Saturday, April 17, 2010

Old World Spirits, New World business plans

This ain't your fathers gin. image

Close your eyes and picture a successful distillery and maker of fine spirits. If you see, in your minds eye, a huge distillery/factory that churns out gallons and gallons of well drinks, you missed the part where I said "Fine" spirits.   If you are picturing a large copper still, nestled in a stone and brick building, surrounded by fields of grain the for mash or rolling vineyards for the brandy, well, your still not picturing the new breed of distillery.

In the 80’s, the beer brewing industry started a mini-revolution.  And, I do mean “Mini”.  It seemed that there was a microbrewery popping up in warehouses and industrial parts all over California.  Then, in the late 90’s and early 2000’s, the wine industry saw that model working, and we started seeing little urban wineries appearing in metropolitan areas and small industrial rental complexes.  Places like the “Wine Ghetto” in Lompoc showed that you could, quietly, simply and on a small scale, without all of the traditional trappings of appearance, turn out world class wines.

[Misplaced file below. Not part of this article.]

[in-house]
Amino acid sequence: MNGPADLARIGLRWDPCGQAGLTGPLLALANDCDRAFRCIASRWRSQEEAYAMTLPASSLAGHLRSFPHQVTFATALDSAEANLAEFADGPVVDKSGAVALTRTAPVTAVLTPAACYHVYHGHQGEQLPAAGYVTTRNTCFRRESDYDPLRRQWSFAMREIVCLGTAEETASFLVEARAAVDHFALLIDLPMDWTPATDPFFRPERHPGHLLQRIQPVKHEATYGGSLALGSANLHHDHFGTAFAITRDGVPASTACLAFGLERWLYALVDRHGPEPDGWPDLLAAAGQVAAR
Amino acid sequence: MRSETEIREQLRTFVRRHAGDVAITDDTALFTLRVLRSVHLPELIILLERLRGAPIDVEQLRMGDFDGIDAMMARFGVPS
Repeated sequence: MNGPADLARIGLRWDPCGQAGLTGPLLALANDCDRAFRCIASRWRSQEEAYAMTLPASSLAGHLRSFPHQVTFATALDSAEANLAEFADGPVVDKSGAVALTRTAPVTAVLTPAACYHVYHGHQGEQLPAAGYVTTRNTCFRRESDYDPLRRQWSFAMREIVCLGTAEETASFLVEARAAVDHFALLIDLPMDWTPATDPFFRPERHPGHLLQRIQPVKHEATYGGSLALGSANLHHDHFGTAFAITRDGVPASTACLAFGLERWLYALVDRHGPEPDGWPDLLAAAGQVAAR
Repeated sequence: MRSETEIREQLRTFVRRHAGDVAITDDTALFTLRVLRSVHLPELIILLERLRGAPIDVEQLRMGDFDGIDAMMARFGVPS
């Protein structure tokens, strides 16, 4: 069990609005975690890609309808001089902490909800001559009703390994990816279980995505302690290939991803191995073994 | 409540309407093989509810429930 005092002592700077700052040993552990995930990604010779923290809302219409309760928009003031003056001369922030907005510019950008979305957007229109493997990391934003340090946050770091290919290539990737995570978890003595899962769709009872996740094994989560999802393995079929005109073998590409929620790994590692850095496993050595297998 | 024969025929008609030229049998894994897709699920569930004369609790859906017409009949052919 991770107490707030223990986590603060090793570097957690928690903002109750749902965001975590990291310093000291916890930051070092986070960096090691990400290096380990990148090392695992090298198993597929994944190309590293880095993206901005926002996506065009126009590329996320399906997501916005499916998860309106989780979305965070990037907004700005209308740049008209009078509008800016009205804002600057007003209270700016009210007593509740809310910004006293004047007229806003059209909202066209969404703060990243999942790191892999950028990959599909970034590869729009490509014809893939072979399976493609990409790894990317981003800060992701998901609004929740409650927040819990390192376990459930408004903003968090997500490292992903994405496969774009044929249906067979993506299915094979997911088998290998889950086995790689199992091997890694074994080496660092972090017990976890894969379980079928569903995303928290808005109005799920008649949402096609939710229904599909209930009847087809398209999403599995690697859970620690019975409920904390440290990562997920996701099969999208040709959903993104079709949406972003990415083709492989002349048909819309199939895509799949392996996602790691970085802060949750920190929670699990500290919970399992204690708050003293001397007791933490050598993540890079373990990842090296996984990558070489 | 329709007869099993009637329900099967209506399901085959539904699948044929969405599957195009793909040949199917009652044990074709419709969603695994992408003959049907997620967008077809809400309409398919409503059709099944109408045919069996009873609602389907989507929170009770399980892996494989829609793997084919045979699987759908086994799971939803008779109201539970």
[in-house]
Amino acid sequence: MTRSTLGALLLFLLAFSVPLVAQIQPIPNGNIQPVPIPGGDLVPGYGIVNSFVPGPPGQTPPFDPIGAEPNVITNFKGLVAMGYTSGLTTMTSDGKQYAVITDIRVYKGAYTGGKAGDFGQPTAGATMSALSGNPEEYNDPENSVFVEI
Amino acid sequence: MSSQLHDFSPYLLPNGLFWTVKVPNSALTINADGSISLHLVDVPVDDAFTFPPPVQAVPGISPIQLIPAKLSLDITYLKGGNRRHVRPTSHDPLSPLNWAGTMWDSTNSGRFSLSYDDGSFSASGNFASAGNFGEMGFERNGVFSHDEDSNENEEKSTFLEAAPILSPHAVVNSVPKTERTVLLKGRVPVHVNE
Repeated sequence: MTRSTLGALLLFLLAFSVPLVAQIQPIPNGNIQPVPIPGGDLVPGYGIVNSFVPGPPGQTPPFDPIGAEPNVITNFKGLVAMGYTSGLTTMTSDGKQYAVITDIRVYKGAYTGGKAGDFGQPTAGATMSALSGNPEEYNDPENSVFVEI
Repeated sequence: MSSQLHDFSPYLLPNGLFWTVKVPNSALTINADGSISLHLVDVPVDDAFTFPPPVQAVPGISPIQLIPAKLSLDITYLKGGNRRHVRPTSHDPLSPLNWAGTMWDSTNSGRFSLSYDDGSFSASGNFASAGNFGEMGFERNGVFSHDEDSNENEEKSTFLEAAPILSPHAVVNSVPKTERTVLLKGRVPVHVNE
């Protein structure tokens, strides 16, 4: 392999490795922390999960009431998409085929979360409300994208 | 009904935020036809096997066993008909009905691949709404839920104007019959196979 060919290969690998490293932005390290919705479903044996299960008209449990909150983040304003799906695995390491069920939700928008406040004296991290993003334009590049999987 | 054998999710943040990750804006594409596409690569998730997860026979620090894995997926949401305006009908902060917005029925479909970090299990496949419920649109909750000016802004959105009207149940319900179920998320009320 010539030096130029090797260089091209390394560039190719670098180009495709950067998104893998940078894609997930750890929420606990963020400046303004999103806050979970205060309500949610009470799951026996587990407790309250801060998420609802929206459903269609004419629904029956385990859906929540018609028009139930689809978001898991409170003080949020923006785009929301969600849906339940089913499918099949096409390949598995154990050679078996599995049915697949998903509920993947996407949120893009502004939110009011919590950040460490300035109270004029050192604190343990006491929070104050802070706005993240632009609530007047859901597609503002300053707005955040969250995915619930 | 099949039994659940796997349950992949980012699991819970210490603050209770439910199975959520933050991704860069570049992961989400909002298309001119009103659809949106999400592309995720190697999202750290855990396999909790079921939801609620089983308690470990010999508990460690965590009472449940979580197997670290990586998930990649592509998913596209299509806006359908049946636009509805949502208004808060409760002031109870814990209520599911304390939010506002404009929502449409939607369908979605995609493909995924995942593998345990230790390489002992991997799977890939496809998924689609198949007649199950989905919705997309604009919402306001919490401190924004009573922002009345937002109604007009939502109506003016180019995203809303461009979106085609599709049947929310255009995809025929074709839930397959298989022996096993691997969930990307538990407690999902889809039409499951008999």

Now, here we are in the bold new world of the micro urban distillery. A good idea can not be kept down. Hold on I have seen the future, and it is good.

While visiting a favorite urban brewery last nigh, I found a steel roll-up door open on one of the units.  A sign outside said there was a tasting going on, and once inside, there was a tasting counter next to a small, beautiful, copper and steel still.  Welcome to the future, it is here. iPods and Laptops aren’t the only thinks that are getting smaller and better.

Old World Spirits in Belmont, has an ambitious selection of brandies, gin, a couple of absinthes, and a delicious black walnut liquor.  The owner/master distiller Davorin Kuchan comes from a family of distillers and he is doing a great job in continuing the family trade and trade.

All of his spirits are made with local products.  The base ethanol for his brandies are all distilled from northern California Zinfandel.  His peaches are from central valley heirloom peaches.

His gin, only available at a local shop, is fine, botanical, herbal and citrusy with a little hint of cilantro.

His two absinthes are both superb, and both very different from each other.  One, is more traditional, anise and wormwood, citrus, and a natural sweetness of aroma.  The other, with similar flavors, just kicked up a couple clicks.  A 1:4 louche brings out the color and texture and makes and puts a bloom on a fantastic drink.

If you want to treat yourself to some of these fine spirits and see what expertise and passion can create, visit their website and find where you can try some for yourself.

I will be adding more to our home cabinet.

No comments: